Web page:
[ by Charles Cameron — so now at least the Chairman of the Joint Chiefs hears it and speaks it ]
I’m reminded of “the curious incident of the dog in the night-time” to which Sherlock Holmes refers in Silver Blazea, a story in Conan Doyle‘s collection, The Memoirs of Sherlock Holmes. Holmes’ Scotland Yard interlocutor, Gregory, replies, “The dog did nothing in the night-time” — to which Holmes responds, “That was the curious incident.”
In Three Ways the Islamic State Is Turning Things Upside Down, Peter Feaver writes at FP today:
Gen. Martin Dempsey, the chairman of the Joint Chiefs of Staff, made clear that the more demanding task of “defeat” would require attacking IS’s Syria sanctuaries. That objective would certainly be proportional to the threat the administration says IS poses, but that is a far more demanding military task than Obama has been willing to embrace until now and so far there is little indication the president himself is willing right now to commit the country to that task. But if President Obama is indeed committed to more modest steps, why does the administration keep describing the threat in apocalyptic terms, and why does it keep describing more ambitious objectives?
And that’s what reminds me of Holmes’ silent dog — does “the administration keep describing the threat in apocalyptic terms”? Really?
I ask, because Tim Furnish has the feeling that what he’s been saying and writing, nay preaching for some years now, both on his own MahdiWatch blog and here on Zenpundit, may finally have been heard by senior levels in the administration. And his proof text comes from today’s Guardian, in which Martin Dempsey, Chairman of the Joint Chiefs, is quoted as saying of ISIS:
This is an organisation that has an apocalyptic, end-of-days strategic vision which will eventually have to be defeated.
That’s in a piece titled ‘Apocalyptic’ Isis beyond anything we’ve seen, say US defence chiefs.
DNI James Clapper has called the Syrian situation an “apocalyptic disaster“, but that’s using “apocalyptic” as a synonym for “nightmareish” in much the same way that “of biblical proportions” is often used to rean “enormous” — it’s a loosening of the word.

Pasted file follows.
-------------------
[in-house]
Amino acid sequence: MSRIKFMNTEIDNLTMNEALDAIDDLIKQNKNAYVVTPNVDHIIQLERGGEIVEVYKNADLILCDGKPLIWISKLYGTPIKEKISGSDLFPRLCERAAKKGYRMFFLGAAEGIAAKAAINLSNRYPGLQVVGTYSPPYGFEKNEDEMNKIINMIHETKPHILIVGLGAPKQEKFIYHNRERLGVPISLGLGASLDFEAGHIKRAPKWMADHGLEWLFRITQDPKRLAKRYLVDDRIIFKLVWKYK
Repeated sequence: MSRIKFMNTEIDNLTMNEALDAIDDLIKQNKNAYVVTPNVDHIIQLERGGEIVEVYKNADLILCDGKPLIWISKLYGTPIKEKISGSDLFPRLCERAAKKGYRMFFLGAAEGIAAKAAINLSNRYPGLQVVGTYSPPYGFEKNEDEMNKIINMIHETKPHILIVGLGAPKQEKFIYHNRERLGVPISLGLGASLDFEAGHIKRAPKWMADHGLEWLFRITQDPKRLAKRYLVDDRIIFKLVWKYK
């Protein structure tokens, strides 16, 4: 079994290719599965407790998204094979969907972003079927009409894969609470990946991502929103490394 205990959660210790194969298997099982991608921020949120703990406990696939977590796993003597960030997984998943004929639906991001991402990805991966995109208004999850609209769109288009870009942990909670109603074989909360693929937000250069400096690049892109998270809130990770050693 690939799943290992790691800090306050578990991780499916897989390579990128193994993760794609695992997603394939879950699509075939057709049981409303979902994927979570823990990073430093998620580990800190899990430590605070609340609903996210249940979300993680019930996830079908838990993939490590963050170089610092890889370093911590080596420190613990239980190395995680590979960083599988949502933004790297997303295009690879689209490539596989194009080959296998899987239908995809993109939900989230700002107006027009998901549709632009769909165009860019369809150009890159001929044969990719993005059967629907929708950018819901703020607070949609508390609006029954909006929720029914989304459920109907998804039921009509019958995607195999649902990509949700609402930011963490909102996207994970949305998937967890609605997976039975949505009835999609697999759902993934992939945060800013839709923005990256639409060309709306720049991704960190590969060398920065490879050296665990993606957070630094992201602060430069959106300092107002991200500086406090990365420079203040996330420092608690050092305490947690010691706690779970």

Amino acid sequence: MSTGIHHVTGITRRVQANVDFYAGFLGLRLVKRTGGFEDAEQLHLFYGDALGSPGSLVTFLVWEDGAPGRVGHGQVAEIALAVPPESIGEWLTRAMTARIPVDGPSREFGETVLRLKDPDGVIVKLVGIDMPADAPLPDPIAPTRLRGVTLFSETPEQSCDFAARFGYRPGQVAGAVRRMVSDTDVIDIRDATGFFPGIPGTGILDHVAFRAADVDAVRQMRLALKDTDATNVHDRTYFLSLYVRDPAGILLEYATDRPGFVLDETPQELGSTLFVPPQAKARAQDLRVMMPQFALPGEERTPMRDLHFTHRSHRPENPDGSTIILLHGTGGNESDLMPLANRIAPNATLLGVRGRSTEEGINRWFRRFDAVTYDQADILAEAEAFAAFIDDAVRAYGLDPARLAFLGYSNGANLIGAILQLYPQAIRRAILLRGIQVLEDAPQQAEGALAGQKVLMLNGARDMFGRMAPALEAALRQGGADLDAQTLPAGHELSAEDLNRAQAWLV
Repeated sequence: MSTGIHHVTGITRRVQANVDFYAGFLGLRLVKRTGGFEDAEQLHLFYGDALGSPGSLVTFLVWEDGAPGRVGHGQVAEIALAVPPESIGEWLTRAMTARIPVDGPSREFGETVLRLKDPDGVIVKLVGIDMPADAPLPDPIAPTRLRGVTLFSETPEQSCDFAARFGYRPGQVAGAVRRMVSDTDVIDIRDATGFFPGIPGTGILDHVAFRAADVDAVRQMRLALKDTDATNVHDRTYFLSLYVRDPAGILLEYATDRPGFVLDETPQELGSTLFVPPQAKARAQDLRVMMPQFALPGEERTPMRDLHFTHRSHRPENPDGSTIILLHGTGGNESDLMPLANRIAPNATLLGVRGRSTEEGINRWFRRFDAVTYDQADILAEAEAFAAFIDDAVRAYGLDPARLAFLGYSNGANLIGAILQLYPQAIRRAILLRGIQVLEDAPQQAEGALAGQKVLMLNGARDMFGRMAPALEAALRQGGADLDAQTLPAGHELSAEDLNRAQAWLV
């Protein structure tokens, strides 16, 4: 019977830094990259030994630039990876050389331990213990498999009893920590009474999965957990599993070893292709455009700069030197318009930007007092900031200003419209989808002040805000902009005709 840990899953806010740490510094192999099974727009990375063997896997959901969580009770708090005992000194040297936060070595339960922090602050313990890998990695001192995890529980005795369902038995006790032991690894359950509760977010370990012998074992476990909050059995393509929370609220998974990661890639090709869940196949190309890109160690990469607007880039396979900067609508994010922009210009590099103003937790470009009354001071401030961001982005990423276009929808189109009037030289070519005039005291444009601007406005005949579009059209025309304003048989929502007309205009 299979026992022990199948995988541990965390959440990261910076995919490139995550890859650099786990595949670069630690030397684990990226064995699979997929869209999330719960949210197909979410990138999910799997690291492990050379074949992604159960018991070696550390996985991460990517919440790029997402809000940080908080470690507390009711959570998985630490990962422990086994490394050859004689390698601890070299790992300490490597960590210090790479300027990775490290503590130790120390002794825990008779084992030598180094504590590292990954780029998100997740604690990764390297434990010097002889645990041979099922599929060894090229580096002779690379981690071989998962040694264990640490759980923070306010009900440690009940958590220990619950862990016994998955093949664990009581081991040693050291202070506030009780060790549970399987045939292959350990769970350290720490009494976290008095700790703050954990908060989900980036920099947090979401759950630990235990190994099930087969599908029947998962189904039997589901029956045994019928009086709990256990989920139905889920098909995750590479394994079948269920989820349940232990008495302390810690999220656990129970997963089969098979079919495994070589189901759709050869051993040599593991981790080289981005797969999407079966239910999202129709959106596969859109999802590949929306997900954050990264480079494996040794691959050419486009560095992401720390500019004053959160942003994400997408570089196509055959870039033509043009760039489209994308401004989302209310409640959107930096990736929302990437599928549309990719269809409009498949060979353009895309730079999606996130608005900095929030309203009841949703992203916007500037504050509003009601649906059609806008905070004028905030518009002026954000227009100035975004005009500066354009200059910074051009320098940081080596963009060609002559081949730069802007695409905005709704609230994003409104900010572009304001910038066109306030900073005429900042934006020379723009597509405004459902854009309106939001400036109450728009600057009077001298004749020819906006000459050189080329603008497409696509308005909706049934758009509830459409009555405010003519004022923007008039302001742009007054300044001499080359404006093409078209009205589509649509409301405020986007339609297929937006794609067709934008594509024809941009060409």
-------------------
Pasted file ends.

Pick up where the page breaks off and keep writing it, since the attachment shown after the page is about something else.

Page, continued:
The White House site also hosts a piece by Torya Blanchard, a Champion of Change, “Winning the Future” award, in which she describes the recession in Michigan, and Detroit in particular:
We almost lost our auto industry, our housing market was decimated, a scary apocalyptic media coverage..
That too is a non-eschatological use of the term.
The NSC’s 2009 National Strategy for Countering Biological Threats uses the word in its specifically theological meaning when it refers to “the apocalyptic Aum Shinrikyo cult” which “sprayed a liquid containing Bacillus anthracis (anthrax) spores from the roof of their headquarters near Tokyo, Japan”..
Aum Shinriko was indeed an apocalyptic movement, seeking the end of this world and a rebirth of its own civilization somewhere, sometime in space — under the inspiration of Isaac Asimov‘s Foundation series.
And now comes Gen. Dempsey with the explicit phrase “apocalyptic, end-of-days”:
This is an organisation that has an apocalyptic, end-of-days strategic vision
Get loud. It’s the only way we will ever make the world listen to us. — Watchmen
Tim Furnish has been warning us about the perils of Mahdist movements at least since 2008 — when I apparently pointed Zen to a post on his own MahdiWatch blog. I’ve been concerned about contemporary Islamic apocalyptic since 1998, and writing about it here on Zenpundit since 2009. David Cook published his book, Contemporary Muslim Apocalyptic Literature in 2005, as did Furnish his Holiest Wars: Islamic Mahdis, Their Jihads, and Osama bin Laden, and J-P Filiu published his Apocalypse in Islam, in French in 2008 and English, 2011.
Does it matter that the Islamic State has an “apocalyptic end-of-days” strategic vision?